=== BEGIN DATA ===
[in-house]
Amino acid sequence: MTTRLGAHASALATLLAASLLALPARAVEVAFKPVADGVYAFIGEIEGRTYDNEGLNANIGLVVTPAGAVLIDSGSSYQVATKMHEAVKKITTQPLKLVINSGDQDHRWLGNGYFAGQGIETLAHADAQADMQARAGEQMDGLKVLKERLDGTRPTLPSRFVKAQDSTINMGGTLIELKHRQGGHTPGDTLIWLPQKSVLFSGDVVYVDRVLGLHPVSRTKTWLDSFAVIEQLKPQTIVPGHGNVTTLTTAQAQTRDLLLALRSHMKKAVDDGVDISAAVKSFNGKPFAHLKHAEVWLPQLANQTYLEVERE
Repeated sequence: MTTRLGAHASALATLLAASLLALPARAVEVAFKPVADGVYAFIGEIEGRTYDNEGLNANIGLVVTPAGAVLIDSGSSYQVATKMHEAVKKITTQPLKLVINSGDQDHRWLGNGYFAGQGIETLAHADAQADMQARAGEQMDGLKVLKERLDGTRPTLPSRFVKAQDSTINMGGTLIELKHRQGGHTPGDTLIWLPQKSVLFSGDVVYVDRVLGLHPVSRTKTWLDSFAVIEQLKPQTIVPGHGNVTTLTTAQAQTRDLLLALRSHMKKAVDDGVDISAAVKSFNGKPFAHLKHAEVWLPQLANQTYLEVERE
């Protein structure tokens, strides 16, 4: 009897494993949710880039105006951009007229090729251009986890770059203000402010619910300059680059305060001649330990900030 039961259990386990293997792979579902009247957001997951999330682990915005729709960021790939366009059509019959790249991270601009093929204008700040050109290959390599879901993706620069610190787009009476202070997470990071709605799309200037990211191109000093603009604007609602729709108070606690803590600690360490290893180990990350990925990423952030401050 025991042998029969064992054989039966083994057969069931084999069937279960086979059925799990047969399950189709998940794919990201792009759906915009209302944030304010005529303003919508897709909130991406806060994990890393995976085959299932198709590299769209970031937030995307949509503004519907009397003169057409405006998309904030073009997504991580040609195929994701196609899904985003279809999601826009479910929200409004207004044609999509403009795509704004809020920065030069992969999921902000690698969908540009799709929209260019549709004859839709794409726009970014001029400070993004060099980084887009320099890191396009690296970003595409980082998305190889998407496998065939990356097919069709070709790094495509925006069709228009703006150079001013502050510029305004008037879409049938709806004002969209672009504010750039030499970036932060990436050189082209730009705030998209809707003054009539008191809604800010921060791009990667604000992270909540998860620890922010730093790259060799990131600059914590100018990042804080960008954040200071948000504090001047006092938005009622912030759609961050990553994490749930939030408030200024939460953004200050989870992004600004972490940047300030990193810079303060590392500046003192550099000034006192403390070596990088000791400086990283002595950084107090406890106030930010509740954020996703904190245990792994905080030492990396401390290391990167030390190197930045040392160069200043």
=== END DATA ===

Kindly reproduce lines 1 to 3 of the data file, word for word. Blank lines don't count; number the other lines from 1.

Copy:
[in-house]
Amino acid sequence: MTTRLGAHASALATLLAASLLALPARAVEVAFKPVADGVYAFIGEIEGRTYDNEGLNANIGLVVTPAGAVLIDSGSSYQVATKMHEAVKKITTQPLKLVINSGDQDHRWLGNGYFAGQGIETLAHADAQADMQARAGEQMDGLKVLKERLDGTRPTLPSRFVKAQDSTINMGGTLIELKHRQGGHTPGDTLIWLPQKSVLFSGDVVYVDRVLGLHPVSRTKTWLDSFAVIEQLKPQTIVPGHGNVTTLTTAQAQTRDLLLALRSHMKKAVDDGVDISAAVKSFNGKPFAHLKHAEVWLPQLANQTYLEVERE
Repeated sequence: MTTRLGAHASALATLLAASLLALPARAVEVAFKPVADGVYAFIGEIEGRTYDNEGLNANIGLVVTPAGAVLIDSGSSYQVATKMHEAVKKITTQPLKLVINSGDQDHRWLGNGYFAGQGIETLAHADAQADMQARAGEQMDGLKVLKERLDGTRPTLPSRFVKAQDSTINMGGTLIELKHRQGGHTPGDTLIWLPQKSVLFSGDVVYVDRVLGLHPVSRTKTWLDSFAVIEQLKPQTIVPGHGNVTTLTTAQAQTRDLLLALRSHMKKAVDDGVDISAAVKSFNGKPFAHLKHAEVWLPQLANQTYLEVERE